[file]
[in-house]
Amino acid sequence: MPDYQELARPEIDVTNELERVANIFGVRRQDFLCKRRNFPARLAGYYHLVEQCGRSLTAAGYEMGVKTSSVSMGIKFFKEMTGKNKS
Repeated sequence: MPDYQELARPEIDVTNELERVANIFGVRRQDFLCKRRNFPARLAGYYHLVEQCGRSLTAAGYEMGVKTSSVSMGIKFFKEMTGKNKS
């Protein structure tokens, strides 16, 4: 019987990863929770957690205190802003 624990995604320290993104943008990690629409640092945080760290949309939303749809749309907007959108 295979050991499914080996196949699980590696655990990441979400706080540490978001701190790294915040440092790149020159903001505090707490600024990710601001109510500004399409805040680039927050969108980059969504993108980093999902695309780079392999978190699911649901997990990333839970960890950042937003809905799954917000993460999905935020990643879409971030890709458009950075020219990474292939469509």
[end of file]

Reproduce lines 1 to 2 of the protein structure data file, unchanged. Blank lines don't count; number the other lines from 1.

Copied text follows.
[in-house]
Amino acid sequence: MPDYQELARPEIDVTNELERVANIFGVRRQDFLCKRRNFPARLAGYYHLVEQCGRSLTAAGYEMGVKTSSVSMGIKFFKEMTGKNKS